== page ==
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A densely branched, deciduous shrub of spreading habit, 4 to 6 ft high; young shoots slightly downy, afterwards armed with very slender spines 1⁄2 to 3⁄4 in. long, developed from the persistent main-stalks of the leaves. Leaflets four or six, pinnately arranged, linear-oblong, 3⁄8 in. long, downy. Flowers solitary, very shortly stalked, yellow, 1 in. long; calyx cylindrical, 3⁄8 in. long, with short triangular lobes, downy. Pod 3⁄4 in. long, downy.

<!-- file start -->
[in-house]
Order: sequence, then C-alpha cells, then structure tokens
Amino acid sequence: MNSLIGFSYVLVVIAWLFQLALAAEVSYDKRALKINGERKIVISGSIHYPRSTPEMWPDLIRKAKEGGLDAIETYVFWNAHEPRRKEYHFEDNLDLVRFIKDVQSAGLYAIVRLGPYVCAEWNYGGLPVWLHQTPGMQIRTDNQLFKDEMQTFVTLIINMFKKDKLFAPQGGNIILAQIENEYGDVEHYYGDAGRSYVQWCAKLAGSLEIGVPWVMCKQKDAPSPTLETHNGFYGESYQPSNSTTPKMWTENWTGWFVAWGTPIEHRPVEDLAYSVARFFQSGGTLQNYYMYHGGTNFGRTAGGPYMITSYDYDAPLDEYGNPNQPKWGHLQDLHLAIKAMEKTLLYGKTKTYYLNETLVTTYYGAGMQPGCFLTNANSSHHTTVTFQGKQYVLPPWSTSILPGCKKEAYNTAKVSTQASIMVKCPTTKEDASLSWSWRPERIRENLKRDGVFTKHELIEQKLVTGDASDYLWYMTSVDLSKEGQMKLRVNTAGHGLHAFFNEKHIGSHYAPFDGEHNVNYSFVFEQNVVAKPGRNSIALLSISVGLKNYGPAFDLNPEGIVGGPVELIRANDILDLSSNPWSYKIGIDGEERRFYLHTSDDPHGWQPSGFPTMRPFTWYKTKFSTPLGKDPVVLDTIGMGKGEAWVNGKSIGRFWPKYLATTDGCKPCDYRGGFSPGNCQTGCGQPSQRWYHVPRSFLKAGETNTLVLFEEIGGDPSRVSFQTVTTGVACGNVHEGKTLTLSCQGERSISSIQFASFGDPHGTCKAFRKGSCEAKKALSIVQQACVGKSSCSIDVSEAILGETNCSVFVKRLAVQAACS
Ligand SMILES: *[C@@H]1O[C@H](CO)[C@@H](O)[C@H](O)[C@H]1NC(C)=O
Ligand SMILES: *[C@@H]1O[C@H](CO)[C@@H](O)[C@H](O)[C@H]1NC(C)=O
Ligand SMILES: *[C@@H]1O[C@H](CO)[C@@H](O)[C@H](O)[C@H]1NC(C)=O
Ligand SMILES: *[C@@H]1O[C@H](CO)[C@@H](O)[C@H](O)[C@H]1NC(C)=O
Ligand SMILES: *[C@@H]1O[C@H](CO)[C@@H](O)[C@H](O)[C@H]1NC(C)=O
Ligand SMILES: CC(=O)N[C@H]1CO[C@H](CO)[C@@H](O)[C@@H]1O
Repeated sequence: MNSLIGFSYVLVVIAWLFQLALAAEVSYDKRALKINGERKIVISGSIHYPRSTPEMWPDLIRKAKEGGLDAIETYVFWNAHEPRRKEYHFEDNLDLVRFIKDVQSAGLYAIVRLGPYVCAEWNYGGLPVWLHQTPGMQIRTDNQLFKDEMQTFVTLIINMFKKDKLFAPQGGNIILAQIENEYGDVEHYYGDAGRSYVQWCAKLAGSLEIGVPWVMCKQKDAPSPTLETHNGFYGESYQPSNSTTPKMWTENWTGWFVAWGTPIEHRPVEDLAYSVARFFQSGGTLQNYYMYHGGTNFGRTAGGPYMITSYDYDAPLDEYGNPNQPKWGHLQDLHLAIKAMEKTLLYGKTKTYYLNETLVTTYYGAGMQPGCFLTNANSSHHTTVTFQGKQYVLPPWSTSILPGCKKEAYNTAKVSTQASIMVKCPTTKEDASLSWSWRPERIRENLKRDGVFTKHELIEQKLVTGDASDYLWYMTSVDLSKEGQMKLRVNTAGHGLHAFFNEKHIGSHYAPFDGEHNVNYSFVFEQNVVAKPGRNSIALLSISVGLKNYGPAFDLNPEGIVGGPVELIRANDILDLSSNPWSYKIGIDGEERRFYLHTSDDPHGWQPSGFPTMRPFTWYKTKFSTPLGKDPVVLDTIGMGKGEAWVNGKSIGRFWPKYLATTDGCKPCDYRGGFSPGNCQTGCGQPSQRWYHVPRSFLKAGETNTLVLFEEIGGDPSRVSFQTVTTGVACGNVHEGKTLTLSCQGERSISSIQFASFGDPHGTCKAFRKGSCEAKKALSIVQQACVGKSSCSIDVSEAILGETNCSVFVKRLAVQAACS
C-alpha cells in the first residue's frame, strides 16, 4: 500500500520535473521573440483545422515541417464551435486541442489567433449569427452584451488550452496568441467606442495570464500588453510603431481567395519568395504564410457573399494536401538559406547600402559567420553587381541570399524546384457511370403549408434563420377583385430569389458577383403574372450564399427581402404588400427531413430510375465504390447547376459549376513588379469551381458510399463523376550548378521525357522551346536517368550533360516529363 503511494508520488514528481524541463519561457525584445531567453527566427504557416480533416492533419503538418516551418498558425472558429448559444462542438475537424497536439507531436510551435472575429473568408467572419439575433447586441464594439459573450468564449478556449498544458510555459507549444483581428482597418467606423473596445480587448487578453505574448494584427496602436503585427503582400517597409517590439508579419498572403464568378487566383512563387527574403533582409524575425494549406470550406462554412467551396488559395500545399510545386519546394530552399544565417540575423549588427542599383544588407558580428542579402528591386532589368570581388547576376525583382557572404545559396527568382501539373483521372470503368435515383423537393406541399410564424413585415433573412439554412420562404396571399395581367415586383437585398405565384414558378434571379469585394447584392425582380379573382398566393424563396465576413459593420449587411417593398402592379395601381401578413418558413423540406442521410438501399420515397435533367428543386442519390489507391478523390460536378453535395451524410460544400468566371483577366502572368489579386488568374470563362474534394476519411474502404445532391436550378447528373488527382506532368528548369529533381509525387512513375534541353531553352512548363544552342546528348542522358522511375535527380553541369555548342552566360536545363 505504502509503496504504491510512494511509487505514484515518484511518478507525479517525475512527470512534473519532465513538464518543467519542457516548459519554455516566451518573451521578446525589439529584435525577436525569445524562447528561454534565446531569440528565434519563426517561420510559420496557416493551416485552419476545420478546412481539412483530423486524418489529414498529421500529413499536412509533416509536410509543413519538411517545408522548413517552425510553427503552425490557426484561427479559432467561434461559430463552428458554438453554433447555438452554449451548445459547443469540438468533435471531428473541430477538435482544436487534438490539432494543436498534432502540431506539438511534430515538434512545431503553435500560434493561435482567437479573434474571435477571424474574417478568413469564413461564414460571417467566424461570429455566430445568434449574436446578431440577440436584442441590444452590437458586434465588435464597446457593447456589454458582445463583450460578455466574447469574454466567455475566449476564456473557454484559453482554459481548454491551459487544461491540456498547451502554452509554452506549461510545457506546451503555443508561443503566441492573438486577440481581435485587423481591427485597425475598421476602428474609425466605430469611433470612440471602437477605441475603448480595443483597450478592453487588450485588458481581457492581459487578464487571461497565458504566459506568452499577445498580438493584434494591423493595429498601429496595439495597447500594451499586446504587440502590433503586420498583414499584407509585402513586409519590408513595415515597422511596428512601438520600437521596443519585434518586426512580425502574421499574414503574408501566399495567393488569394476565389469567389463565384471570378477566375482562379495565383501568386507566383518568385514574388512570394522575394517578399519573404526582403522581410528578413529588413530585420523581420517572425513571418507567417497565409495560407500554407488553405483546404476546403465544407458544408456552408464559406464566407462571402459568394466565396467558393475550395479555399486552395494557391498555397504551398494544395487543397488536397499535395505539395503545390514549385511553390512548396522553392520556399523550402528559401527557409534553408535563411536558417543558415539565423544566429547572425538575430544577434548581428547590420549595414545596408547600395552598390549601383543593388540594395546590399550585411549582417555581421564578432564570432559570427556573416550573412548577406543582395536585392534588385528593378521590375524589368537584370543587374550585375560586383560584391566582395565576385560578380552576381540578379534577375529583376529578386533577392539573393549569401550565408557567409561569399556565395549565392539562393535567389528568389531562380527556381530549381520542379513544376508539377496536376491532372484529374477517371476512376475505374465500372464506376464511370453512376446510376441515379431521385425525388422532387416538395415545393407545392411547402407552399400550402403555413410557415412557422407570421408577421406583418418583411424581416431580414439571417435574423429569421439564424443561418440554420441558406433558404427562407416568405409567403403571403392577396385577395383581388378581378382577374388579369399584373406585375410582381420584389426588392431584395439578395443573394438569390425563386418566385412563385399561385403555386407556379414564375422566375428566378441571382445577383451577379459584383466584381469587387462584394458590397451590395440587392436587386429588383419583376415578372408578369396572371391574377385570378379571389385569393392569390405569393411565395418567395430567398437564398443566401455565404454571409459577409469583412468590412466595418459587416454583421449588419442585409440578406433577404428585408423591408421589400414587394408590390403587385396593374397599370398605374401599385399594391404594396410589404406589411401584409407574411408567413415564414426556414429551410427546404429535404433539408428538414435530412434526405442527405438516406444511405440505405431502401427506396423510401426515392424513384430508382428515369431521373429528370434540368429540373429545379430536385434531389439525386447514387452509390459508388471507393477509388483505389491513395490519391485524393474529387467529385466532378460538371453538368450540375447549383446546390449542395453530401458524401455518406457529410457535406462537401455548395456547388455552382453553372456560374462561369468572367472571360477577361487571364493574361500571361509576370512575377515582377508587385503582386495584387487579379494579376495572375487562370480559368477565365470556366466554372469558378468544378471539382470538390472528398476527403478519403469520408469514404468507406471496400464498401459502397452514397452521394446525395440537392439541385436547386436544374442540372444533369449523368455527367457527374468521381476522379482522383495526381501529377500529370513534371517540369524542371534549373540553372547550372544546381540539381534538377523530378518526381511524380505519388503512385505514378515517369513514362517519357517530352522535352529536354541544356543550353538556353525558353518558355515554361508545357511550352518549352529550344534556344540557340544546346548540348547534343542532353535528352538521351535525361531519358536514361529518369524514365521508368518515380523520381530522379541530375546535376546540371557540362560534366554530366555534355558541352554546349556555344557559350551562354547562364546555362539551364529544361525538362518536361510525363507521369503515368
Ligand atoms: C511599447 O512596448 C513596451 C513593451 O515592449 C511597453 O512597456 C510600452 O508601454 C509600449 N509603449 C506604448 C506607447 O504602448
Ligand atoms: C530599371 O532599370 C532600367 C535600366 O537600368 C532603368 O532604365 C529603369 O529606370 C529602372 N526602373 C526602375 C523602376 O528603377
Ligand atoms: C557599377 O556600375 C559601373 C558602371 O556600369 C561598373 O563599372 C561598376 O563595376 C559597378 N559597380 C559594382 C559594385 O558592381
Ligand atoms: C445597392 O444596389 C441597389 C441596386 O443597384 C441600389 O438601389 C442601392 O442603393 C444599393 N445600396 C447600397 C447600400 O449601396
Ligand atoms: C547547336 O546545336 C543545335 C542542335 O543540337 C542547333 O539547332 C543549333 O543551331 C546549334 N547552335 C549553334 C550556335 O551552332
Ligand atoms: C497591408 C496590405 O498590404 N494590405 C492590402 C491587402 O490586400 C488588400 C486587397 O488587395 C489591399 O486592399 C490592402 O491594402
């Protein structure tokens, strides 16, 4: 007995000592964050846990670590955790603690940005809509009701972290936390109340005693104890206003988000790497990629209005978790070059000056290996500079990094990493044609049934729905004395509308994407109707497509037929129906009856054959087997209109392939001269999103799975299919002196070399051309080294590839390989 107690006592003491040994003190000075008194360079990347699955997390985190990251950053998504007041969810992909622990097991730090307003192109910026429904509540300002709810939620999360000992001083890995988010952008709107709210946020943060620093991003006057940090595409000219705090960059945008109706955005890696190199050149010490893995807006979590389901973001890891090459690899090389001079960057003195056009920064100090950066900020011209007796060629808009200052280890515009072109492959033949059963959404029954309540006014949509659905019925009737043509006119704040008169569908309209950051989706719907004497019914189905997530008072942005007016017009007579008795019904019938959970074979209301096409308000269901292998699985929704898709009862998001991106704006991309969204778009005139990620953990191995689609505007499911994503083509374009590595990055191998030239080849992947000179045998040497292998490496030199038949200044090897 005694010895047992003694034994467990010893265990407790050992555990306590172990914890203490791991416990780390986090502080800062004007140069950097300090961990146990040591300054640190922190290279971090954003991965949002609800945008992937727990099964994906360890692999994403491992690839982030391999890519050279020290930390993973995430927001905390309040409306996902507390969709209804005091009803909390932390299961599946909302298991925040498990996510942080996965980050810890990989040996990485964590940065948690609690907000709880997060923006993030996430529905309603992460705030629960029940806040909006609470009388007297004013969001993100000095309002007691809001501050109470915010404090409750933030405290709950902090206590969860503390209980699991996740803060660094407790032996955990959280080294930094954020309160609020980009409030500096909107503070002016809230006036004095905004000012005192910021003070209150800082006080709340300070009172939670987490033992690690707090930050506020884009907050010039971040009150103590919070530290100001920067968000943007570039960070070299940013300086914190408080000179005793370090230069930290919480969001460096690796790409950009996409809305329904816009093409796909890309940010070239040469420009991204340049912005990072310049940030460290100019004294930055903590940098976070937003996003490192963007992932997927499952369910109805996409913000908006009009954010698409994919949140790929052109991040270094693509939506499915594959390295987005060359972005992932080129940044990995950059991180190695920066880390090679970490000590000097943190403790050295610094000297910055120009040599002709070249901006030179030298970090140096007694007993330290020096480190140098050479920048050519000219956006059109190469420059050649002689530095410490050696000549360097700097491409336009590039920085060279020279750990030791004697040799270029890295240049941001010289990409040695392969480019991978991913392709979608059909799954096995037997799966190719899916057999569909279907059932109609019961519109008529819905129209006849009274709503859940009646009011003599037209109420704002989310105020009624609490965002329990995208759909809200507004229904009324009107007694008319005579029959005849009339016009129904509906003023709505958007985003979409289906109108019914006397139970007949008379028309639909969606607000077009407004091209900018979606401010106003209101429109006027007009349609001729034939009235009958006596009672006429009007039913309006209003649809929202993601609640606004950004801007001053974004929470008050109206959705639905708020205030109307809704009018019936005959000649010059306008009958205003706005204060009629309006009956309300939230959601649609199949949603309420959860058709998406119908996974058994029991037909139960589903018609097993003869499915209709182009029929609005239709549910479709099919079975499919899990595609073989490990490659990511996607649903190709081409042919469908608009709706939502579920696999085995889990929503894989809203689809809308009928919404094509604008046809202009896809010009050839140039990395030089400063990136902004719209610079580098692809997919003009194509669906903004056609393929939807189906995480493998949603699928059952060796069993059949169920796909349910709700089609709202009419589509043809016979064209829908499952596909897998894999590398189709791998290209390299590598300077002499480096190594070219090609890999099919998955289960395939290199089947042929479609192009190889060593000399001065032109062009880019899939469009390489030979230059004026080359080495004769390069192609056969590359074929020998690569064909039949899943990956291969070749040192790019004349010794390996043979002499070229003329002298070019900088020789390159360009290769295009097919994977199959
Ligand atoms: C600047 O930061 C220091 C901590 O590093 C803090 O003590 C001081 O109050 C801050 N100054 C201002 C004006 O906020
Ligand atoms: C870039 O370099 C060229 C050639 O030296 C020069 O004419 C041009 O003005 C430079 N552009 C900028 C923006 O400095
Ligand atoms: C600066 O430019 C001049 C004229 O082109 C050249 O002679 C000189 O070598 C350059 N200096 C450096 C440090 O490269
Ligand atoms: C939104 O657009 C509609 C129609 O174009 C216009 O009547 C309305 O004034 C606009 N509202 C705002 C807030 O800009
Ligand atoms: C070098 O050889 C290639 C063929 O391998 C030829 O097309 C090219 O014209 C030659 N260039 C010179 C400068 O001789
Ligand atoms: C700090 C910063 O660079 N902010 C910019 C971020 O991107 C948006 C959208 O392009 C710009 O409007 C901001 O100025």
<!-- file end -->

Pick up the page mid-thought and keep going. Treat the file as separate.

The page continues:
Native of W. Szechwan and Kansu, China, and of E. Tibet; collected by Père Soulié in 1893 at Tongolo, W. Szechwan, near the Tibetan border, but introduced to cultivation by E. H. Wilson, who saw it in flower in June 1908, and collected seed two years later. It is hardy in the Arnold Arboretum, Mass., and makes a handsome shrub there with bright green leaves and bright yellow flowers. It is related to C. spinosa, but that species has spines up to 2 in. in length and longer leaflets.